I decided to try implementing a basic CPU pinning scheme with the
cpuset Linux utility. This tool allows the administrator to create static
csets, which are logical groups assigned to specific CPUs, and then place processes - either during runtime or at process start - into these
csets. So, in addition to testing the Optane drives, I decided to also test Optane-less configurations whereby specific numbers of cores (and their corresponding hyperthreads) were dedicated to the Ceph OSDs instead of all CPUs shared by both OSDs, VMs, and PVC host daemons.
Ultimately, the disparate configurations here do present potential problems in interpreting the results, however within this particular cluster the comparisons are valid, and I do hope to repeat these tests (and update this post) in the future when I’m able to simplify and unify the server configurations.
The benchmarks themselves were run with the system in production, running the full set of VMs. This was done, both for practical reasons, but also to simulate a real-world scenario with numerous noisy neighbours. While this might affect a single random test, I ran 3 tests each and staggered them over time to minimize the impact of bursty VM effects. Further the
cpuset tuning would be fairly moot without additional real load on the nodes, and thus I believe this to be a worthwhile assumption. A future addition to the results might be to run a similar set of tests against an empty cluster, and if and when I am able to do so, I will add to this post.
The tests were run with PVC’s in-built benchmark system, which creates a new, dedicated Ceph RBD volume and then runs the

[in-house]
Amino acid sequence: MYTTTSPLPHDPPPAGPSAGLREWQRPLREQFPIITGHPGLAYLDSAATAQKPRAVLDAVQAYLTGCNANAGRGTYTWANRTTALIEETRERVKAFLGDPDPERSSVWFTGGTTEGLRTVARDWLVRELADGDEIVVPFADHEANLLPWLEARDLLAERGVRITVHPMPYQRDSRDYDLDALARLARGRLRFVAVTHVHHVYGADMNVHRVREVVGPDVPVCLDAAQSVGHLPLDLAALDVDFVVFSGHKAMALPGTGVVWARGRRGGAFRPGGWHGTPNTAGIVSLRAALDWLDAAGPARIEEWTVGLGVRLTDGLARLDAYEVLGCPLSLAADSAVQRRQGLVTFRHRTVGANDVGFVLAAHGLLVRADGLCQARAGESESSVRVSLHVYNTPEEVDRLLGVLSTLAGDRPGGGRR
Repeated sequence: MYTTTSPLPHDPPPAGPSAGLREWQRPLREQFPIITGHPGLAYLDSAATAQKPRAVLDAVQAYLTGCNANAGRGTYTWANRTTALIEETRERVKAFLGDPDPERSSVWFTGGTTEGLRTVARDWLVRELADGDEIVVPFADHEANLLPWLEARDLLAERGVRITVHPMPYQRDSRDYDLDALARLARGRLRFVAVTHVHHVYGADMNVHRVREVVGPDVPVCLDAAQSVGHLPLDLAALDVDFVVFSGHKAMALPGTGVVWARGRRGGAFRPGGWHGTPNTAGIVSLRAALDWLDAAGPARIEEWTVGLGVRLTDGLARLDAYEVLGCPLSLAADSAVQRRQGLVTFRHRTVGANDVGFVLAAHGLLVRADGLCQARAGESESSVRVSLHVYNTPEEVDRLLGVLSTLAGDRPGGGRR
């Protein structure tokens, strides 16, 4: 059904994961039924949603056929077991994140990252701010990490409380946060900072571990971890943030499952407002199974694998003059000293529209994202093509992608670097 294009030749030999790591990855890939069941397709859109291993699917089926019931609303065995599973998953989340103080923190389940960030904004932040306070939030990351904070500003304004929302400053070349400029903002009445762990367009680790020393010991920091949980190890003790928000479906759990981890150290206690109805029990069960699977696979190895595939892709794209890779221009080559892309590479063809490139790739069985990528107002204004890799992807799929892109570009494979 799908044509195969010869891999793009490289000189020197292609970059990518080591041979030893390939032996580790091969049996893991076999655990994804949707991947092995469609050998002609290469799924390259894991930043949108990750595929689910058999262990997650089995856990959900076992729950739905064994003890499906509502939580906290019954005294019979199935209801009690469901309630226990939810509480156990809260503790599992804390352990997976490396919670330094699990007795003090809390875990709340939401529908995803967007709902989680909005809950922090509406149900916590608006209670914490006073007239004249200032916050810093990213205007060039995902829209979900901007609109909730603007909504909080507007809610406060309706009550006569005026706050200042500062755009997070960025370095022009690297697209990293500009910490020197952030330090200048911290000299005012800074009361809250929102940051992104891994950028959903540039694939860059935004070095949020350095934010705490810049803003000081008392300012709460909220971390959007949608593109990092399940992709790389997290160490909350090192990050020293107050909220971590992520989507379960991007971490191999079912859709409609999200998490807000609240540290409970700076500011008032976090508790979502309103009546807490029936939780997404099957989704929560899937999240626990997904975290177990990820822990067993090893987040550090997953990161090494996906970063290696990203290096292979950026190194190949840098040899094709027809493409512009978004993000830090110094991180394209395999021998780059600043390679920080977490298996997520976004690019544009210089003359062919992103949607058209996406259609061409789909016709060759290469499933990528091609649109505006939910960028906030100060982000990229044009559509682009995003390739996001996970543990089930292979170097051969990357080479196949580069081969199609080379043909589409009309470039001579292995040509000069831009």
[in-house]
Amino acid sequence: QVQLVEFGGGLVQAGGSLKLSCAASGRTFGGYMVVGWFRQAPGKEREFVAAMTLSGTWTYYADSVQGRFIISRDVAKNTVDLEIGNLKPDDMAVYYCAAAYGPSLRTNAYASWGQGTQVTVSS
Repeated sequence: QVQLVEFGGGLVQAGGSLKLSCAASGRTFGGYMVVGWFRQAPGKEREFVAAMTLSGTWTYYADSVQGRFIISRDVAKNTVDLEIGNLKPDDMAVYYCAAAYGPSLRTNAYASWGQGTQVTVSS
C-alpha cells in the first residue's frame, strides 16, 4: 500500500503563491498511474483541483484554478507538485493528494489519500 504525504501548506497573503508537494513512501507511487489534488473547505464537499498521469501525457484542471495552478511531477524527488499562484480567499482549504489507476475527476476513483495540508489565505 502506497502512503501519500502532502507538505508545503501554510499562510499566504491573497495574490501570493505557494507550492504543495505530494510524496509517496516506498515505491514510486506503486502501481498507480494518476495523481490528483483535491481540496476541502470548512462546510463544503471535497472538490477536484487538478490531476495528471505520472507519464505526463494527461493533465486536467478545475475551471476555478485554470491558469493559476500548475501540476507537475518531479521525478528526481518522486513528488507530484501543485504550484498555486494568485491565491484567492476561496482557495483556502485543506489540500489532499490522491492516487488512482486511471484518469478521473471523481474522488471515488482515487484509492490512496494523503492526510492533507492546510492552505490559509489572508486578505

fio tests against it directly using the
rbd engine. To ensure
fio itself was not limited by noisy neighbours, the node running the tests was flushed of VMs.
For the 3
cpuset tests, the relevant
cset configuration was applied to all 3 nodes, regardless of the number of or load in the VMs, and putting the
fio process inside the “VM”
cpuset. Thus the CPUs set aside for them were completely dedicated to the OSDs.
The Benchmark Results in 6 Graphs
The results were fairly interesting, to say the least. First, I’ll present the 6 key indicator graphs I obtained from the benchmark data, and then run through what they mean. Within each graph, the 5 tests are as follows:
- No-O, No-C: No Optane DB/WAL drive, no
- O, No-C: Optane DB/WAL drive, no
- No-O, C=2: No Optane,
cpusetOSD group with 2 CPU cores (+ hyperthreads, on
node1within CPU0 NUMA domain)
- No-O, C=4: No Optane,
cpusetOSD group with 4 CPU cores (+ hyperthreads, on
node1within CPU0 NUMA domain)
- No-O, C=6: No Optane,